In its third issue, RayMax argues that the trial court erred by “declining to order SBC to comply with the lease agreement for the remainder of the lease term.” RayMax contends that if this court finds the evidence legally sufficient to support Question 2, as we have done above, then because this finding “does not pertain to actions after suit was filed ․ SBC should be ordered to comply with the lease agreement through 2034.” RayMax refers us to its motion for JNOV and motion for omitted findings to support of this argument's preservation. However, both motions focused primarily on cancelling the lease, not continuing it,27 and neither motion cited the trial court to authority to support ordering SBC to comply with the lease agreement in the future. See Tex. R. App. P. 38.1(i). To wit, the motion for omitted findings referenced rule of civil procedure 279 and included cases in support of assessing legal fees against SBC but included no authority for ordering SBC to comply with the lease through 2034.28 And the motion for JNOV focused primarily on RayMax's no-evidence arguments as to Jury Question 2, RayMax's desire for declaratory relief and to set aside the judgment, its desire to cancel the lease, and its request for a new trial.29 In pertinent part, in the motion for JNOV, RayMax referred the trial court to Long Trusts v. Griffin, 222 S.W.3d 412, 415 (Tex. 2006),30 and Mustang Pipeline Co., Inc. v. Driver Pipeline Co., Inc., 134 S.W.3d 195 (Tex. 2004).31 Nonetheless, to the extent that RayMax has preserved this issue for our review, because none of the cases that it cites in the two paragraphs of its argument on this issue support ordering a party to comply with a lease agreement in the future,32 we overrule this issue as inadequately briefed. See Tex. R. App. P. 38.1(i).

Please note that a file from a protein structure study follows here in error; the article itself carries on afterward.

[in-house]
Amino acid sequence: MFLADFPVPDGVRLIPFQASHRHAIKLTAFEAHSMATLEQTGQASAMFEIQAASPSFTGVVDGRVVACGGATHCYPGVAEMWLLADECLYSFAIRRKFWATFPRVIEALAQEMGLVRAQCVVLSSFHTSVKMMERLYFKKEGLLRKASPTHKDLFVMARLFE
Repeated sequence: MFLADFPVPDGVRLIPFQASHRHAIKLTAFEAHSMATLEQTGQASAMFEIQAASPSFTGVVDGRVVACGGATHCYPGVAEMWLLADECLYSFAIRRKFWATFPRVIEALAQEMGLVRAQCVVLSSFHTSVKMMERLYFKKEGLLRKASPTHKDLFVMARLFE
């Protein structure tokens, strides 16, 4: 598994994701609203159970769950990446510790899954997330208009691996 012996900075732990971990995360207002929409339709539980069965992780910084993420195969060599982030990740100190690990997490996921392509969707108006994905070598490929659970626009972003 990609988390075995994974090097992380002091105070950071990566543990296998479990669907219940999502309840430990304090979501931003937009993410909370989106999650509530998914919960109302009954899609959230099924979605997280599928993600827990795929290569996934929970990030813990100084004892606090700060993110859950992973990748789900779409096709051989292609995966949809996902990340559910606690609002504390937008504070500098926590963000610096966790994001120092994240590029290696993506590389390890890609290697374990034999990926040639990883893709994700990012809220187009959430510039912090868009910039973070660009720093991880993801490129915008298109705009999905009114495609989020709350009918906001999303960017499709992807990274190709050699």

IV. Conclusion

Having overruled RayMax's dispositive issues, we affirm the trial court's judgment.


1.   See Tex. R. App. P. 47.4.

2.   In its motion for rehearing, RayMax argues that another issue on appeal was “whether the trial court erred in refusing to appoint an independent surveyor,” an issue that RayMax argues we “did not even address” in our prior memorandum opinion. While in the body of RayMax's brief, RayMax stated that it was error for the trial court to deny its pretrial request for the appointment of an independent surveyor, RayMax did not raise this as an issue on appeal, did not provide argument to support its bare assertion that “this was error,” and did not cite to any authorities to support its assertion that the trial court “erred.” See Tex. R. App. P. 38.1(f), (i).

3.   As characterized to the jury in SBC's opening statement, “[A]bout double the size of your jury box.”

4.   This is the third case involving RayMax that has recently been addressed by this court. See RayMax Mgmt. L.P. v. New Cingular Wireless PCS, LLC (RayMax II), No. 02-15-00053-CV, 2016 WL 7241475, at *2 (Tex. App.—Fort Worth Dec. 15, 2016, pet. denied) (mem. op.) (referencing American Tower dispute in RayMax I). In its motion for rehearing, RayMax complains that we followed the holding in RayMax I despite the fact that its “approach has since been expressly rejected” by the Corpus Christi Court of Appeals in Gearhart v. Wardell, No. 13-15-00096-CV, 2016 WL 7011402, at *1 (Tex. App.—Corpus Christi Dec. 1, 2016, no pet.) (mem. op.). While we respect our sister court, we are not bound by its precedent. In declining to follow Gearhart, RayMax accuses us with “upending long-standing Texas jurisprudence,” yet it cites no authority to support its contention.

5.   As we set out in Raymax I, on March 24, 1994, Ray leased part of a tract of land to Dallas SMSA, SBC's predecessor in interest, to build, operate, and maintain a radio transmission facility. 2016 WL 4248041, at *1. Ray and SMSA attached to the lease a metes and bounds description of the entire tract, but the portion of the tract that comprised the leased premises itself was not described by metes and bounds; rather, handwritten notations indicated the boundaries of the leased premises. Id. at *1.